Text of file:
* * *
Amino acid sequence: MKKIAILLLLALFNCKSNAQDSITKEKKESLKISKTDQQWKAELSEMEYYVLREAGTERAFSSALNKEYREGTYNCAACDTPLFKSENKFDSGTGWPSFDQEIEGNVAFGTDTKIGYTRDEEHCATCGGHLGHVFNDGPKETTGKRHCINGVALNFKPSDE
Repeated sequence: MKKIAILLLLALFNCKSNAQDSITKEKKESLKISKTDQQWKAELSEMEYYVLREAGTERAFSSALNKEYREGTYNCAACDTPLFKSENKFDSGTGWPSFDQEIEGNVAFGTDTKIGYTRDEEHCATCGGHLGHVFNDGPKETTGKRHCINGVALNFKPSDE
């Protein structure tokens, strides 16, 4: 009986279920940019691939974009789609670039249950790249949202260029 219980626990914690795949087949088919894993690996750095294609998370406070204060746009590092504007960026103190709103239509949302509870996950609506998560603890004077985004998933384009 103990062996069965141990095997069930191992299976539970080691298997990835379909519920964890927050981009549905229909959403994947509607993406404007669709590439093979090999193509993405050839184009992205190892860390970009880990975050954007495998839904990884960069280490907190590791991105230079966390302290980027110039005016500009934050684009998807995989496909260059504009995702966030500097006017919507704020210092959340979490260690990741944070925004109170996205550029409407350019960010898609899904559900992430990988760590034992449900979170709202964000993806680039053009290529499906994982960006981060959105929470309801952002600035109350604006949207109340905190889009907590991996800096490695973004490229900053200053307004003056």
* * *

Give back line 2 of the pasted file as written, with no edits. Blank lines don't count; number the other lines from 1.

Repeated sequence: MKKIAILLLLALFNCKSNAQDSITKEKKESLKISKTDQQWKAELSEMEYYVLREAGTERAFSSALNKEYREGTYNCAACDTPLFKSENKFDSGTGWPSFDQEIEGNVAFGTDTKIGYTRDEEHCATCGGHLGHVFNDGPKETTGKRHCINGVALNFKPSDE